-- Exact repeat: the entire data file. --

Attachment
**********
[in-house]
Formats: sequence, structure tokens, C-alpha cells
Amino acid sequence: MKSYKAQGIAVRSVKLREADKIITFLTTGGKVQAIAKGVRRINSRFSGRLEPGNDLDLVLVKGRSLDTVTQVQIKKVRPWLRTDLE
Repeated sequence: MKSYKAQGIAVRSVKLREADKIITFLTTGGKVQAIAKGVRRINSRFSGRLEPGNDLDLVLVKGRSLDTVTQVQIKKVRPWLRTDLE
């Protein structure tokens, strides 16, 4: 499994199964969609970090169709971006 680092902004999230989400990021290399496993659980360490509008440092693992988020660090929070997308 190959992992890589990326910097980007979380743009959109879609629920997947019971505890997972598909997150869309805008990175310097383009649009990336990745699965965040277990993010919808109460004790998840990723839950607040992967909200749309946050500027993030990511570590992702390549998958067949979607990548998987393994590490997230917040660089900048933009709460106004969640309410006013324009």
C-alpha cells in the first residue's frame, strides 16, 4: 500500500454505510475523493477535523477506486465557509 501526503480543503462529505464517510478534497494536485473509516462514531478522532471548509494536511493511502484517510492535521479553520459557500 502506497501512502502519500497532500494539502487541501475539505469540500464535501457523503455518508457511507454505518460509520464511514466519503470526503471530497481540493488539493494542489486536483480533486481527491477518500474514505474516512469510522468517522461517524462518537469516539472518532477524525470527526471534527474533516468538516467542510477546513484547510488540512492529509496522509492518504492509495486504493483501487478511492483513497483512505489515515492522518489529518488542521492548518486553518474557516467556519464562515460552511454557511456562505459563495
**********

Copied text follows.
[in-house]
Formats: sequence, structure tokens, C-alpha cells
Amino acid sequence: MKSYKAQGIAVRSVKLREADKIITFLTTGGKVQAIAKGVRRINSRFSGRLEPGNDLDLVLVKGRSLDTVTQVQIKKVRPWLRTDLE
Repeated sequence: MKSYKAQGIAVRSVKLREADKIITFLTTGGKVQAIAKGVRRINSRFSGRLEPGNDLDLVLVKGRSLDTVTQVQIKKVRPWLRTDLE
């Protein structure tokens, strides 16, 4: 499994199964969609970090169709971006 680092902004999230989400990021290399496993659980360490509008440092693992988020660090929070997308 190959992992890589990326910097980007979380743009959109879609629920997947019971505890997972598909997150869309805008990175310097383009649009990336990745699965965040277990993010919808109460004790998840990723839950607040992967909200749309946050500027993030990511570590992702390549998958067949979607990548998987393994590490997230917040660089900048933009709460106004969640309410006013324009």
C-alpha cells in the first residue's frame, strides 16, 4: 500500500454505510475523493477535523477506486465557509 501526503480543503462529505464517510478534497494536485473509516462514531478522532471548509494536511493511502484517510492535521479553520459557500 502506497501512502502519500497532500494539502487541501475539505469540500464535501457523503455518508457511507454505518460509520464511514466519503470526503471530497481540493488539493494542489486536483480533486481527491477518500474514505474516512469510522468517522461517524462518537469516539472518532477524525470527526471534527474533516468538516467542510477546513484547510488540512492529509496522509492518504492509495486504493483501487478511492483513497483512505489515515492522518489529518488542521492548518486553518474557516467556519464562515460552511454557511456562505459563495